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Situated in the southwest of England heart of Devon, Dartmoor is an ancient landscape of stunning views; awe-inspiring granite tors, heather-clad hill tops, rugged open spaces, mysterious deep-wooded valleys and fast flowing rivers make up the moorland. 


It’s not surprising this great wilderness has provided inspiration for hundreds of years to many creatives, artists and authors alike - Conan Doyle’s Hound of the Baskervilles is the first that comes to mind. As well as Stephen Spielberg who was blown away by the beauty of Dartmoor when he filmed the smash hit War Horse not far from Princetown, home to one of the most famous -and forbidding looking - prisons in the UK. 


Dartmoor has also been the setting for many a haunting tale. Stories of ghosts, ghouls and the Devil himself are often connected to Dartmoor; it’s said that these entities have lived and roamed the land for centuries. Of course, these stories are just that – stories, but it’s certainly clear to see why some people think that Dartmoor might have paranormal or mythical connections with its imposing tors, bewildering forests and bouts of thick, heinous fog. 


In terms of its history, Dartmoor is internationally significant as one of the most important Bronze Age settlements in Western Europe. Less than a mile from the main road at Postbridge, ancient stone rows, hut circles and burial chambers dating from 1750-1600BC are easily accessible via a series of new marked heritage trails. You can easily imagine what life would have been like back then. 


And environmentally, recent studies had revealed that the peatlands of Dartmoor are an under-estimated resource in the fight against climate change, due to their ability to store carbon in mires and blanket bogs. How fascinating?! 


Dartmoor ponies - the emblem of the national park - are an iconic sight, living as semi-wild herds all over the moor. They, along with shaggy cattle and moorland sheep, play an important role in grazing the commons - they are also provide endless cute picture opportunities! As with any wild animal, please don’t disturb them and approach with caution.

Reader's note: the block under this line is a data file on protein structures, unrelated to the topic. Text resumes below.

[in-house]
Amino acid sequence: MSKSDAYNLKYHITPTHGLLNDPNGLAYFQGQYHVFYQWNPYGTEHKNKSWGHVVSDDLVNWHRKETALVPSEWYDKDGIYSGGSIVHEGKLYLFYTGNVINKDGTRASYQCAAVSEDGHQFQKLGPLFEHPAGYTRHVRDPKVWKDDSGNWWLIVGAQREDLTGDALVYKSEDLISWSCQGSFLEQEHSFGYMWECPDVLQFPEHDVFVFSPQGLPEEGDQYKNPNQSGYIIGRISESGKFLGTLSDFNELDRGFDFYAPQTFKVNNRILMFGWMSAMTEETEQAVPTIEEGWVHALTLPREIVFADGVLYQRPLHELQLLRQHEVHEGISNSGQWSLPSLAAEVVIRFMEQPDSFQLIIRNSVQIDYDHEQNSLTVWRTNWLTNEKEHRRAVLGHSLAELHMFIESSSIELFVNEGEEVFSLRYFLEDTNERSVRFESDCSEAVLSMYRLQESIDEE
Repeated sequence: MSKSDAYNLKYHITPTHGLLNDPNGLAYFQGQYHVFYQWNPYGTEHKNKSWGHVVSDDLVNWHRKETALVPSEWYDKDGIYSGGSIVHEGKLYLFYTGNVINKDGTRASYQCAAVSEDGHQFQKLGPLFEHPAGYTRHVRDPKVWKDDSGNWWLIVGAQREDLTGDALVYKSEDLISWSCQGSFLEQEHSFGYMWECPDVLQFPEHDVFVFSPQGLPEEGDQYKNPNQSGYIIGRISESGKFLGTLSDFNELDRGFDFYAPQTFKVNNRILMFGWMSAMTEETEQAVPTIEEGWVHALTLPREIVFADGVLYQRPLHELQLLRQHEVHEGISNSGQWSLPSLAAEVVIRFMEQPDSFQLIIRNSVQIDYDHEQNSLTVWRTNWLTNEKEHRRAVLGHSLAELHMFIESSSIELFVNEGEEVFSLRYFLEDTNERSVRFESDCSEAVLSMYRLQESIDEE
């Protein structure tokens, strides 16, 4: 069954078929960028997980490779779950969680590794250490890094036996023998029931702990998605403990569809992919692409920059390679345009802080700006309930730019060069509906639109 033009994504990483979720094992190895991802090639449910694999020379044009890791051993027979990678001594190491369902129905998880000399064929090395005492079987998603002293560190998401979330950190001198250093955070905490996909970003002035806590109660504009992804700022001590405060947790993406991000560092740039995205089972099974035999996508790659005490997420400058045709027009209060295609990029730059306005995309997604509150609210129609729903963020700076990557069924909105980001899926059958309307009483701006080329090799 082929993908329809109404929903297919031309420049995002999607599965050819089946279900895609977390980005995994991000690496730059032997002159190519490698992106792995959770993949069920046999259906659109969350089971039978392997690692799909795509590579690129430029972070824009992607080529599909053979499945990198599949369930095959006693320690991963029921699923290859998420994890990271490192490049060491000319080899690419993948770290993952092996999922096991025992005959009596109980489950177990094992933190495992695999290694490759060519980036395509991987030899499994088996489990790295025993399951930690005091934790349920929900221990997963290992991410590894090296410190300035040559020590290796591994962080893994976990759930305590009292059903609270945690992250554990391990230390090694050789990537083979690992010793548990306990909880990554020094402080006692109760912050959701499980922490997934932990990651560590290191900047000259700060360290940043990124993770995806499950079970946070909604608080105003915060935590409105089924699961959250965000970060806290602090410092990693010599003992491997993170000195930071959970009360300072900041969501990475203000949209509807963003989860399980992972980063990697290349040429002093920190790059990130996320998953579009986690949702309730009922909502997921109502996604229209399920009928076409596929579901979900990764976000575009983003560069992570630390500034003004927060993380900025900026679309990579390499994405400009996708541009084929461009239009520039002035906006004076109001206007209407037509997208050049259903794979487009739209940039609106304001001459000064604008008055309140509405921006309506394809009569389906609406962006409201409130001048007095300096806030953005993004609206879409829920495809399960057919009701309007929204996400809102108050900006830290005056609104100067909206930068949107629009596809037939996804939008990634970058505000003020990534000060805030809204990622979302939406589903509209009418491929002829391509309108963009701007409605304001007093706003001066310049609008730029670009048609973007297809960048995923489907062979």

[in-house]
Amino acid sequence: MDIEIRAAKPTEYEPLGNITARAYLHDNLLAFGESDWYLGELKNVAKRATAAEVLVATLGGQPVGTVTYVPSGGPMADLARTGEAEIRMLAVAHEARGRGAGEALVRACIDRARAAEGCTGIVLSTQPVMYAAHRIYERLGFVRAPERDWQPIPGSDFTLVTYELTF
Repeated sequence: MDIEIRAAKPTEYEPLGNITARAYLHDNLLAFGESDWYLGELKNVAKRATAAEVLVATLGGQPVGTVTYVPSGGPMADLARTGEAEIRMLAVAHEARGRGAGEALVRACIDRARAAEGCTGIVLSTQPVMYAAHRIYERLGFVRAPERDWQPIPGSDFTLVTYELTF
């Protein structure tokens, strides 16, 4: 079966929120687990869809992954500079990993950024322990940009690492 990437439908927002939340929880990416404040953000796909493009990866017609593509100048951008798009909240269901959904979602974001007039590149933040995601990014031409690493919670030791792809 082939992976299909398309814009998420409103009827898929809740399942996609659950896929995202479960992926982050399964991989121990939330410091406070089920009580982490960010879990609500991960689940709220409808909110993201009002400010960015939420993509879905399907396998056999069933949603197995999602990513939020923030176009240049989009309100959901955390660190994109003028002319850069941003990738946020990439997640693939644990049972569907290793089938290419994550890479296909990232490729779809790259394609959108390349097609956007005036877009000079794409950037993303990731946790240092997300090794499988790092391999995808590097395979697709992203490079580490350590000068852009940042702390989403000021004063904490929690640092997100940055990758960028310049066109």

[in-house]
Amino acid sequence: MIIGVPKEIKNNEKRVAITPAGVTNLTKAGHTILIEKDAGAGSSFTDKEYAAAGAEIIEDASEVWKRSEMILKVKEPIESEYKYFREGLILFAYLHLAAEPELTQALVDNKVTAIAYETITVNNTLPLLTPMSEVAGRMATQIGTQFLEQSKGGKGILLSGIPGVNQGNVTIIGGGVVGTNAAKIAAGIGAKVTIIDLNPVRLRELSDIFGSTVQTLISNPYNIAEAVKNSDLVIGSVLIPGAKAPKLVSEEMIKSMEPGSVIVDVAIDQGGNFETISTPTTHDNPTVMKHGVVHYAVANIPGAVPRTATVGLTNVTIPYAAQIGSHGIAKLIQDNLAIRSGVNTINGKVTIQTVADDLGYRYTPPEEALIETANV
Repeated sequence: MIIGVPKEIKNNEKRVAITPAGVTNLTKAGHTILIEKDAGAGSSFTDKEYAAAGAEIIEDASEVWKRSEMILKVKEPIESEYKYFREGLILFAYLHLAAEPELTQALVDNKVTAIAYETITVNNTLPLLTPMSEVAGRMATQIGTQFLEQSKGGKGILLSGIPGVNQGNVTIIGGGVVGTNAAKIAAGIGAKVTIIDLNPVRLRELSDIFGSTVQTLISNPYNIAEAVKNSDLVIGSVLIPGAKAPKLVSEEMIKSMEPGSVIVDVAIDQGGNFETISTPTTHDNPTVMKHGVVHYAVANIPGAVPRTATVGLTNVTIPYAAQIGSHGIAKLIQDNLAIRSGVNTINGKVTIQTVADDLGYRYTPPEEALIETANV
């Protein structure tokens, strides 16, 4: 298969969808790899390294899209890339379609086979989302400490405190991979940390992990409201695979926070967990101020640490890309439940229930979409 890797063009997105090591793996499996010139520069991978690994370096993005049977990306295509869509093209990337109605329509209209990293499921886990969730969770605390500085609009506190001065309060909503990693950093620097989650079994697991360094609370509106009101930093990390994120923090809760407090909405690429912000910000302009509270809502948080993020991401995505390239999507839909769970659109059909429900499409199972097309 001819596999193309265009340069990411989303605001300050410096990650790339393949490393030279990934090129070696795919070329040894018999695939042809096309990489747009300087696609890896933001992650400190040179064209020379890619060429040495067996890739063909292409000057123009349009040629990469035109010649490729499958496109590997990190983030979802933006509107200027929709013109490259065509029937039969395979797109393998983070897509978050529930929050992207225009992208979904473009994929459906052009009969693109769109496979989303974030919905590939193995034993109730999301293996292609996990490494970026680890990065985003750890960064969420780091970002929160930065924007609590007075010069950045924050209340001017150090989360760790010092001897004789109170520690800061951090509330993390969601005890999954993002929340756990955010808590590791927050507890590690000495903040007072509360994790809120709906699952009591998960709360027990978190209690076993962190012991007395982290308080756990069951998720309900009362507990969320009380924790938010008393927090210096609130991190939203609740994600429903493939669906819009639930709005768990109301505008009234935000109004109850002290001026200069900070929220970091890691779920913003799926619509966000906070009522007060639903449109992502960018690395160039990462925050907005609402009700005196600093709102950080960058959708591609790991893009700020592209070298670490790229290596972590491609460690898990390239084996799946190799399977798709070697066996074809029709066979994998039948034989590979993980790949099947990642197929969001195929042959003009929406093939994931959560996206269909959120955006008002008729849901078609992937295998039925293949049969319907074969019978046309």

Dartmoor also has a very gentle side. Safe, quiet areas where you can picnic with the family, easy to follow trails for strolling, walking and cycling, many lovely open spaces where the children can run to their heart’s content and a huge number of dog friendly places to stay, to eat and attractions to visit.

Dartmoor can be accessed a number of ways from Tavistock. We’re in a fortunate position to be on the western edge of the moors so you’ll find yourself surrounded by the unspoilt landscape in no time. For those who enjoy walking there are plenty of great footpaths and trails that head into the heart of Dartmoor, such as the West Devon Way and cyclists will rejoice at the sheer number of cycle paths to explore. There’s also several bus routes that can take you from the town centre into Dartmoor and a great number of car parks so you can drive onto the moors from Tavistock for further exploration.  

For more information about all things Dartmoor visit 

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